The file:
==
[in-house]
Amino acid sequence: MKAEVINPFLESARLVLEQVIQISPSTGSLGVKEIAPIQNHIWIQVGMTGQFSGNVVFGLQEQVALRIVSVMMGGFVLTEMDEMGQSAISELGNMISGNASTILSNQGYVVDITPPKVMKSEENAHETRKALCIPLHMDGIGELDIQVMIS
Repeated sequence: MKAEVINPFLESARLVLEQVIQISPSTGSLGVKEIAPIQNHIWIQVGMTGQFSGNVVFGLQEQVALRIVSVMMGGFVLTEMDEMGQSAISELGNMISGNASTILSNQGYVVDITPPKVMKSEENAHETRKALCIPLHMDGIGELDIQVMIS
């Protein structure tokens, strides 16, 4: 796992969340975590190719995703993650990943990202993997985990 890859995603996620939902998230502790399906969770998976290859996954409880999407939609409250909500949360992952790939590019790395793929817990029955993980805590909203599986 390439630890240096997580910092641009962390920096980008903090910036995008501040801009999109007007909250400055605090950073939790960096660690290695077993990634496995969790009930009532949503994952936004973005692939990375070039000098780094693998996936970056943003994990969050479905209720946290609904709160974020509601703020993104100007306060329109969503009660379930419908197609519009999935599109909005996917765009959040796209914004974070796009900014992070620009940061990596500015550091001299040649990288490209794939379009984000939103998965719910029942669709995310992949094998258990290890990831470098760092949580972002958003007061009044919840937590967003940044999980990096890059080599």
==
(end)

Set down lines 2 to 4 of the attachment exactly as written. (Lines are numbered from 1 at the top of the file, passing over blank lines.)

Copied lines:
Amino acid sequence: MKAEVINPFLESARLVLEQVIQISPSTGSLGVKEIAPIQNHIWIQVGMTGQFSGNVVFGLQEQVALRIVSVMMGGFVLTEMDEMGQSAISELGNMISGNASTILSNQGYVVDITPPKVMKSEENAHETRKALCIPLHMDGIGELDIQVMIS
Repeated sequence: MKAEVINPFLESARLVLEQVIQISPSTGSLGVKEIAPIQNHIWIQVGMTGQFSGNVVFGLQEQVALRIVSVMMGGFVLTEMDEMGQSAISELGNMISGNASTILSNQGYVVDITPPKVMKSEENAHETRKALCIPLHMDGIGELDIQVMIS
């Protein structure tokens, strides 16, 4: 796992969340975590190719995703993650990943990202993997985990 890859995603996620939902998230502790399906969770998976290859996954409880999407939609409250909500949360992952790939590019790395793929817990029955993980805590909203599986 390439630890240096997580910092641009962390920096980008903090910036995008501040801009999109007007909250400055605090950073939790960096660690290695077993990634496995969790009930009532949503994952936004973005692939990375070039000098780094693998996936970056943003994990969050479905209720946290609904709160974020509601703020993104100007306060329109969503009660379930419908197609519009999935599109909005996917765009959040796209914004974070796009900014992070620009940061990596500015550091001299040649990288490209794939379009984000939103998965719910029942669709995310992949094998258990290890990831470098760092949580972002958003007061009044919840937590967003940044999980990096890059080599």